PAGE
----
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Perfectly Imperfect

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Perfectionism: Causes, casualties and five tips to move beyond the perfect.

In college, I remember being told the best answer to an interview question of “What is one weakness?” is: “I’m a perfectionist!”

It’s humorous to think of how I boasted that my “big flaw” was trying to be perfect – as if that were something to brag about. Truth is, perfectionism can be a crippling condition that, as Tal Ben-Shar states in his book, Pursuit of Perfect, results in:

  • Paralyzing procrastination
  • Low-self esteem
  • Depression
  • Chronic Fatigue Syndrome
  • People pleasing tendencies
  • Serious difficulties in relationships


When perfectionists manage to get over their procrastination, they often fail to excel to their own standards because they hold unrealistic expectations. This is followed by severe self-criticism and undue importance placed on other’s opinions, which often leads to depression.


“Perfect is the absolute lowest standard to have for yourself, because it is IMPOSSIBLE.” – Tony Robbins


Perfectionism’s Evil Brother: The Fixed Mindset

While I struggled with perfectionism, a key causes of it was hiding in the wings.

Ever have one those epiphany moments where the core of life’s struggles are suddenly illuminated? Just this sort of self-awareness moment came when I read Carol Dweck’s book, Mindset.

In her book, Dweck explains the difference between the Fixed Mindset and the Growth Mindset.

The Fixed Mindset is when I believe my qualities are carved in stone, creating the urgency to prove myself over and over. Every situation in life becomes a test of how much inherent talent I have. Which means living with a lot of fear of not measuring up, being “found out” as not as talented, together, mature… and a debilitating belief that effort is a sign of failure because success should come naturally.

The Growth Mindset is when I believe my talents are starting points for development. I can cultivate my qualities, change and grow. Effort is an opportunity to refine and excel. With a growth mindset, failure is a setback that leads to improvement. Whereas with a fixed mindset, failure is a setback that creates low self-worth.


So there I was with a Fixed Mindset and Perfectionistic tendencies. It’s no wonder was always stressing and anxious!


“In the fixed mindset it’s not enough just to succeed. It’s not enough just to look smart and talented. You have to be pretty much flawless. And you have to be flawless right away.”  Carol S. Dweck, Ph.D.


Causalities of Perfectionism

The first casualty of perfectionism is one’s self-worth. Trying to measure up to the impossible and holding oneself accountable to other people’s standards leads to no good. I didn’t realize I was holding down my self-worth in the midst of my pursuit of perfect.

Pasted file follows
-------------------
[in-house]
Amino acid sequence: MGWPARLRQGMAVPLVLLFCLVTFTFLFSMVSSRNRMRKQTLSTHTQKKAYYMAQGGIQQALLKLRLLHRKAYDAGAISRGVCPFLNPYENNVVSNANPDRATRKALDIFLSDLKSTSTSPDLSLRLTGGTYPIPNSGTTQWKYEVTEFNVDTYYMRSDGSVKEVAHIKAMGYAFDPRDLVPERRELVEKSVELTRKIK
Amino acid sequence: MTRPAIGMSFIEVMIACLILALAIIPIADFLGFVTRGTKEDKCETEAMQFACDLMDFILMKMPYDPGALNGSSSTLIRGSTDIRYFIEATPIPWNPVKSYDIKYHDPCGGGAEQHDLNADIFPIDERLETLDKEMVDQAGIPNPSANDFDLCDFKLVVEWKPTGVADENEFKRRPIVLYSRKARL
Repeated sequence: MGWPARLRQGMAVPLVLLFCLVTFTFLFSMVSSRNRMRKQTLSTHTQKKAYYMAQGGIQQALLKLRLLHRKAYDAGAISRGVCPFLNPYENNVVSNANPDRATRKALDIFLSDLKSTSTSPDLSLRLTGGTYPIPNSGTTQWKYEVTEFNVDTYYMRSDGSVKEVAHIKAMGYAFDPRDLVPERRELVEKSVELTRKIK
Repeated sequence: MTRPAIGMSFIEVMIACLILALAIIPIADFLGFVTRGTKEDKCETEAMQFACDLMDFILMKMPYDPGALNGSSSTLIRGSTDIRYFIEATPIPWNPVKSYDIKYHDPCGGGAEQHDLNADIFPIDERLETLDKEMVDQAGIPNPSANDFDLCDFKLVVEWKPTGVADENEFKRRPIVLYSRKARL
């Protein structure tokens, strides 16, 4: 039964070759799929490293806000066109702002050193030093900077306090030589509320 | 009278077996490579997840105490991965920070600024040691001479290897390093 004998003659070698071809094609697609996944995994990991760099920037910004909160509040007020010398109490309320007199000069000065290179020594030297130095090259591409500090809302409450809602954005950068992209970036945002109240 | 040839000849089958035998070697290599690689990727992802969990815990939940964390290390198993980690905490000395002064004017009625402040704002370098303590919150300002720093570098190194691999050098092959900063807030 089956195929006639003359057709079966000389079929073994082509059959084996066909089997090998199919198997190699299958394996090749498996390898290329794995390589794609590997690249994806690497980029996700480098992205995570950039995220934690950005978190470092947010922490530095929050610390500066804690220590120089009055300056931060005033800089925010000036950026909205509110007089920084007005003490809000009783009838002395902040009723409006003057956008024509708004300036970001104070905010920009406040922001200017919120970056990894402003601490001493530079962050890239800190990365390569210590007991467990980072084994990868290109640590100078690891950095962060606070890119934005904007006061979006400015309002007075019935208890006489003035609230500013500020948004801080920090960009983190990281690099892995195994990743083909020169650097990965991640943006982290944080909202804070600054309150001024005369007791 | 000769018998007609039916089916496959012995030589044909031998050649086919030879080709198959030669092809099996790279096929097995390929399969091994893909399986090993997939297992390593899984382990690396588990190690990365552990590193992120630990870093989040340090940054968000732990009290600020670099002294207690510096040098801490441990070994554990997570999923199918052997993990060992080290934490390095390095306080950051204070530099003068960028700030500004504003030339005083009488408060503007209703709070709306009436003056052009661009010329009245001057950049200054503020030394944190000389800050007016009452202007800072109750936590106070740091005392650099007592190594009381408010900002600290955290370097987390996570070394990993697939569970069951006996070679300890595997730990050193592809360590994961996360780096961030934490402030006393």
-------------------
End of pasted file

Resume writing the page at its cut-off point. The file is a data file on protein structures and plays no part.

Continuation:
This led right into challenges with relationships. A solid sense of self-worth is a pre-requisite for a healthy relationship. And just to compound my struggle, while my own self-worth was being measured by others standards, I went on a search for perfection in a mate, which, well, is a recipe for disaster!


Five Tips to Release Perfectionism

Letting go of the urge for perfection is a moment by moment task. A few things that helped me shift to a growth mindset and allowance of the imperfect:

  • Re-evaluate your goals. Ask if they are realistic and calibrate them to “achievable”.
  • Fail Often! Research shows failing desensitizes us to failure, and as Ben-Shahar states, “people who fail frequently are often the ones challenging themselves frequently, and growing faster as we learn more from our failures.”
  • Take Small Steps. Defeat procrastination by making small advancements. Ask, “What is the smallest next step I can take?”… and take it.
  • Show your imperfections. Like I’m doing with this article, revealing one’s human imperfections is liberating and surprisingly, people aren’t disgusted, they actually relate more to you.
  • Go technicolor! Perfectionist tend to see things in black and white. Begin looking for the variances in what defines success all around you and notice how “acceptable” these are in addition to the crisp black and white prints.


Perfect Dwelling Spaces

Perfectionists gravitate towards obsessive-compulsive disorder, and their homes and offices reflect this: everything hyper-neat and in its place.

This was my story for years – my roommates even called me neurotic! Feng Shui, by focusing on harmony, helped me realize the power of working with the natural flow of energy and allowing a bit of chaos.

Balance is the key. Feng Shui is about flow and resistance. We get to “control” the flow to shape and create the life we want. Perfectionist ten to restrict the natural flow to a strangle hold, and end up missing a lot of the random awesomeness of life.

If you find yourself trying to keep everything in its place, the quickest solution is to bring in more plants and nature. Plants exemplify the natural flow and chaos of life and add a bit organic growth to your environment and life.

Here’s to living a perfectly imperfect human existence!




One Response to Perfectly Imperfect

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“Huge difference in how I feel in my space!” – Rachel A

“Huge difference in how I feel in my space!” – Rachel A

Rachel A:

Salvatore is amazing!! I have attended 2 of his workshops on Feng Shui Life Mapping and he has come and feng shui’d my home.  The several small changes in my home he suggested – have made huge differences in how I feel in my space, and in my life, and what I have been wanting and am now creating.  Thank you Salvatore!  You brought fresh air into my life!!

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